Kitchen by Banana Yoshimoto

Kitchen, Banana Yoshimoto’s first novel, encompasses the tumult of familial relationships and the immense ability of a home to comfort its inhabitants. This is a story that I first read in Japanese and only later in English, it is a story that I have turned to in sorrow as well as in jubilation, it is a story predominantly characterized by quietness, and  it is a story of defining oneself against a backdrop of loss and loneliness.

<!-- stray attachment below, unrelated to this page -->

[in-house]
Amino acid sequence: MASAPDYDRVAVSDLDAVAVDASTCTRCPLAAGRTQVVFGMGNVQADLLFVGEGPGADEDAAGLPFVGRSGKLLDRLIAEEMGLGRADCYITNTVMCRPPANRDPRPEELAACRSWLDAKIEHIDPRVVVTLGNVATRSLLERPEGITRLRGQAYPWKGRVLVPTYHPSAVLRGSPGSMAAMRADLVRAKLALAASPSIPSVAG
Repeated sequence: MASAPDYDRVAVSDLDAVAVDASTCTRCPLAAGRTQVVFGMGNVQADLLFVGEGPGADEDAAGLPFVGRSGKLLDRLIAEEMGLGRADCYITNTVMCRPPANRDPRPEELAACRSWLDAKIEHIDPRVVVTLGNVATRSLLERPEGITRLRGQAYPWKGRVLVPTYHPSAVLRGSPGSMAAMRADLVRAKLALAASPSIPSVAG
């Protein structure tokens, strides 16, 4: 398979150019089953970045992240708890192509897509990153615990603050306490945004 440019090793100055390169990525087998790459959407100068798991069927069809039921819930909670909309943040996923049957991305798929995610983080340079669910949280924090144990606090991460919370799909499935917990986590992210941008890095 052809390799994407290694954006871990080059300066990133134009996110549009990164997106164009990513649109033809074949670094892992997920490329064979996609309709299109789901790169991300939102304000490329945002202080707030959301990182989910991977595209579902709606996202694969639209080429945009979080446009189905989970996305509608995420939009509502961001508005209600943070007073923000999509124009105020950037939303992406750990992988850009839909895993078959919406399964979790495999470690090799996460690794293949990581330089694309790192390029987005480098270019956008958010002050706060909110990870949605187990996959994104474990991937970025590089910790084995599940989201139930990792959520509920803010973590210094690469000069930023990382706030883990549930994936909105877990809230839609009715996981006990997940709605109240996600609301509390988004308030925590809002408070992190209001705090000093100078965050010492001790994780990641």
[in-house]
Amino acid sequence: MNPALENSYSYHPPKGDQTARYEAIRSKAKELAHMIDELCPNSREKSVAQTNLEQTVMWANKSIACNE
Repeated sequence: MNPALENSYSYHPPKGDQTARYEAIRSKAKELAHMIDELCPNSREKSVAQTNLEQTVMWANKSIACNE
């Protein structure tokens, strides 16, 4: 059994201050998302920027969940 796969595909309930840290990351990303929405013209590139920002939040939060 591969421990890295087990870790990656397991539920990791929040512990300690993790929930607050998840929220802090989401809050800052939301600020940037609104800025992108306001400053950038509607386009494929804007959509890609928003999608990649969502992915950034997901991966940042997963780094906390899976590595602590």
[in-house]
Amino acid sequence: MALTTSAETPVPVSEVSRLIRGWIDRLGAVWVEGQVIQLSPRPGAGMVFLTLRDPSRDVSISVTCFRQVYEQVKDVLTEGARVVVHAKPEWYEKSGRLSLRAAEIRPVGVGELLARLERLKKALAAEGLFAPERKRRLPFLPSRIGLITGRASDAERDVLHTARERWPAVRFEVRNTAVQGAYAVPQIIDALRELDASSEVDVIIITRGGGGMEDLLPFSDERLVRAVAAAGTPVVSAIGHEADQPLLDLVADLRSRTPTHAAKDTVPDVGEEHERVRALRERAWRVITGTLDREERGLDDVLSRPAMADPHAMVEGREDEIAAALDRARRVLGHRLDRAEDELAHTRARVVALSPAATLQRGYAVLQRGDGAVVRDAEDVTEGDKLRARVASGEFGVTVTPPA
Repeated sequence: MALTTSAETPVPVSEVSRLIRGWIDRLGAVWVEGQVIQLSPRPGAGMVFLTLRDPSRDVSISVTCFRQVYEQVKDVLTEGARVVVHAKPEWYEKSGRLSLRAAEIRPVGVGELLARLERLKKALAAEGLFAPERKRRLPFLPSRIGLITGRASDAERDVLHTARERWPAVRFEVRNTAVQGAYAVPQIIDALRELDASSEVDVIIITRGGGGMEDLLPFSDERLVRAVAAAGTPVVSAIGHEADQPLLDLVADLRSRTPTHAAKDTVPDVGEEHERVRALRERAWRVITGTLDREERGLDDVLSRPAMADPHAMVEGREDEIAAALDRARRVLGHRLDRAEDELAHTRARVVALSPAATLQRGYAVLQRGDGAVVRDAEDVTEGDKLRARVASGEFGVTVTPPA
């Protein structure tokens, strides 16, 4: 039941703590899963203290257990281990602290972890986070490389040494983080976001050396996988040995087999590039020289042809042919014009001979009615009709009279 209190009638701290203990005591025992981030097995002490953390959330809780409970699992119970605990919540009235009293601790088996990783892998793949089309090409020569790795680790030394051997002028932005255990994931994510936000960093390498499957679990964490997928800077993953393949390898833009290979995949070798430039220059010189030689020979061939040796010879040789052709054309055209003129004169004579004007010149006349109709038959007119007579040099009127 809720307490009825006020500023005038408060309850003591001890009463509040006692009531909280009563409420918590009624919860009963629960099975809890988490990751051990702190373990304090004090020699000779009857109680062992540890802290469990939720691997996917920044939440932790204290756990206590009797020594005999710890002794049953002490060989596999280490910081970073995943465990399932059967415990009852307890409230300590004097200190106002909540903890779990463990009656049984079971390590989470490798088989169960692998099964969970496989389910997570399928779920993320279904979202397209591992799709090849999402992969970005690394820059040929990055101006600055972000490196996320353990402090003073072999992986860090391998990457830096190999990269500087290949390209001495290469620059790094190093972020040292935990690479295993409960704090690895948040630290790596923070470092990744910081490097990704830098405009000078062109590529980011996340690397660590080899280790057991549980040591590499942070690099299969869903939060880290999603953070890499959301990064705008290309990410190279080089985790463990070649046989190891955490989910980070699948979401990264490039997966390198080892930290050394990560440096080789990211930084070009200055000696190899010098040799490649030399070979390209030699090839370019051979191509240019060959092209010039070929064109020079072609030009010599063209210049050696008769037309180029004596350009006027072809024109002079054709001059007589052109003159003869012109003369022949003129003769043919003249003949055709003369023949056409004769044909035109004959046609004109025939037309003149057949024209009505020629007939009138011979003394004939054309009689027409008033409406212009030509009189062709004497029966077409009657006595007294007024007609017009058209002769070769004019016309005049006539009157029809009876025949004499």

The brevity and lyricism of this novel, in both form and scope, echo the passing of grief. The opening pages introduce the narrator,Mikage, in a state of mind somewhere between waking and sleeping; she is quietly mourning the death of her grandmother and sleeping in the kitchen, next to the refrigerator, to ward of the loneliness creeping into the house. Even when Mikage is befriended and taken in by Yuichi and Eriko, she finds herself seeking comfort in kitchens, “the place [she] likes best in this world.”

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